Could Obamacare ‘fail’? A look at what’s working, and what’s not


Timothy Hoff, D’Amore-McKim School of Business professor of management, healthcare systems and health policy.

 

The state of healthcare remains a significant and divisive topic in the United States, with President Trump recently calling to “let Obamacare fail,” then later reversing his directive to Republican Senators, commanding they repeal and replace the measure.

The American people are in a confusing limbo with many wondering what the current state of healthcare actually is. Timothy Hoff, D’Amore-McKim School of Business professor of management, healthcare systems and health policy, examines the current healthcare situation in the United States and assesses the future viability of Obamacare.

Although President Trump has been quick to call for the repeal of Obamacare, Hoff is doubtful it will happen.

“The Senate’s been working on this for several months,” he said. “I don’t see how they’ll come together all of a sudden and craft a replacement bill that will get the support of 50 senators. If they could’ve done that, they’d have done it by now.”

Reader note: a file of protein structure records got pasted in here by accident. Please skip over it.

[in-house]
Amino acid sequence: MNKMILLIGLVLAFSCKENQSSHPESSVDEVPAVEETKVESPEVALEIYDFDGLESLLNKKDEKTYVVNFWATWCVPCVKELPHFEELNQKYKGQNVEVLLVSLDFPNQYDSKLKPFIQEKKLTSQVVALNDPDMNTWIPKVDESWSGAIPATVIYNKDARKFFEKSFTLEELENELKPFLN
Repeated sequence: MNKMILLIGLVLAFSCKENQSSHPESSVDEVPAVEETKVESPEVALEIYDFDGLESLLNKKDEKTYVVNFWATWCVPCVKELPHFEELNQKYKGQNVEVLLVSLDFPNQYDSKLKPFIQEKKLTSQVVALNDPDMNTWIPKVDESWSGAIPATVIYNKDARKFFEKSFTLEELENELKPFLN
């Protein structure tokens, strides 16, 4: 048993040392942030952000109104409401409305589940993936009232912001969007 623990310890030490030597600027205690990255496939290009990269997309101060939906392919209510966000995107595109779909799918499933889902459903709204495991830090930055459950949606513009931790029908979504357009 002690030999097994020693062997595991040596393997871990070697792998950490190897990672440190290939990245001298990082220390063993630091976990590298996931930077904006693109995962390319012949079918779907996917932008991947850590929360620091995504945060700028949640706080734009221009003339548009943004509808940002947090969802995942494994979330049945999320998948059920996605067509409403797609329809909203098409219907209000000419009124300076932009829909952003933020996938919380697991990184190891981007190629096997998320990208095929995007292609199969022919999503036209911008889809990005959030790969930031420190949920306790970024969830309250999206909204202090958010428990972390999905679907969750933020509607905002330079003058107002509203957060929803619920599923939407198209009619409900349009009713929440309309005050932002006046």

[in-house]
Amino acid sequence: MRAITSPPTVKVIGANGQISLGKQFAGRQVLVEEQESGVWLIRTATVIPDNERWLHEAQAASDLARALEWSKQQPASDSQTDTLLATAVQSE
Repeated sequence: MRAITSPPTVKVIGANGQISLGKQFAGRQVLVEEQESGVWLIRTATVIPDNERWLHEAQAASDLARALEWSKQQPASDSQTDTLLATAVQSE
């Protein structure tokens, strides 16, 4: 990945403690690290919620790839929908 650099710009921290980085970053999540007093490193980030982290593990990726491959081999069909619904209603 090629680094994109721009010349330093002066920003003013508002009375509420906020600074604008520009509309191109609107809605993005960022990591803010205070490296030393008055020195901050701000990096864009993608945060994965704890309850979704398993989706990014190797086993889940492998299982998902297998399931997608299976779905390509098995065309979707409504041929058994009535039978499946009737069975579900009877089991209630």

Hoff also doubts that Obamacare will fail on its own, but acknowledges there are some steps the president could take to push it closer to collapse, such as cutting off Affordable Care Act subsidies to health plans and directing the IRS and other federal agencies to stop enforcing the individual health insurance Obamacare mandate.

“That would mean healthier people could jump out of the market, leaving sicker people in there, and that would destabilize insurance exchanges,” Hoff said.

Hoff identifies some areas where Obamacare has been successful, including healthier insurance exchanges in parts of the country, profitability in its current marketplaces, and the increase in knowledge of the benefits of having health insurance.

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